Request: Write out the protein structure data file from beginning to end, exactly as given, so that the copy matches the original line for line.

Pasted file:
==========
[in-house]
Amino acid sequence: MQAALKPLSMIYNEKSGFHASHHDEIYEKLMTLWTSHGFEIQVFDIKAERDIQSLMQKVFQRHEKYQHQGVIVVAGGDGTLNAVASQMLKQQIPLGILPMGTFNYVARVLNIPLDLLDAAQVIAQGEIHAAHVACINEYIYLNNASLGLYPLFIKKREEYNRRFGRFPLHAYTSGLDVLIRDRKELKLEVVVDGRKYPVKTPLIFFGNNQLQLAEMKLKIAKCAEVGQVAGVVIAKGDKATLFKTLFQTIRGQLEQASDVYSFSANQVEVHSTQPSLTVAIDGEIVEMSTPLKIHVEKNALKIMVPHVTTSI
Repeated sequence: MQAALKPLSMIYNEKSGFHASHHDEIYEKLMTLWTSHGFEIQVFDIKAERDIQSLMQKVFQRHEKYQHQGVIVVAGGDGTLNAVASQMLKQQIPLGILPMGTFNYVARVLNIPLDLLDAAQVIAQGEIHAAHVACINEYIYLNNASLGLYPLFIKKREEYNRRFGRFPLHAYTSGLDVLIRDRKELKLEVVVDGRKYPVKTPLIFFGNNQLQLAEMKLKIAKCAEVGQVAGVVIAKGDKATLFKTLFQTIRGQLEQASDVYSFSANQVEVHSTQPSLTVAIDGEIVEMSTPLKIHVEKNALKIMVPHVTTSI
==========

[in-house]
Amino acid sequence: MQAALKPLSMIYNEKSGFHASHHDEIYEKLMTLWTSHGFEIQVFDIKAERDIQSLMQKVFQRHEKYQHQGVIVVAGGDGTLNAVASQMLKQQIPLGILPMGTFNYVARVLNIPLDLLDAAQVIAQGEIHAAHVACINEYIYLNNASLGLYPLFIKKREEYNRRFGRFPLHAYTSGLDVLIRDRKELKLEVVVDGRKYPVKTPLIFFGNNQLQLAEMKLKIAKCAEVGQVAGVVIAKGDKATLFKTLFQTIRGQLEQASDVYSFSANQVEVHSTQPSLTVAIDGEIVEMSTPLKIHVEKNALKIMVPHVTTSI
Repeated sequence: MQAALKPLSMIYNEKSGFHASHHDEIYEKLMTLWTSHGFEIQVFDIKAERDIQSLMQKVFQRHEKYQHQGVIVVAGGDGTLNAVASQMLKQQIPLGILPMGTFNYVARVLNIPLDLLDAAQVIAQGEIHAAHVACINEYIYLNNASLGLYPLFIKKREEYNRRFGRFPLHAYTSGLDVLIRDRKELKLEVVVDGRKYPVKTPLIFFGNNQLQLAEMKLKIAKCAEVGQVAGVVIAKGDKATLFKTLFQTIRGQLEQASDVYSFSANQVEVHSTQPSLTVAIDGEIVEMSTPLKIHVEKNALKIMVPHVTTSI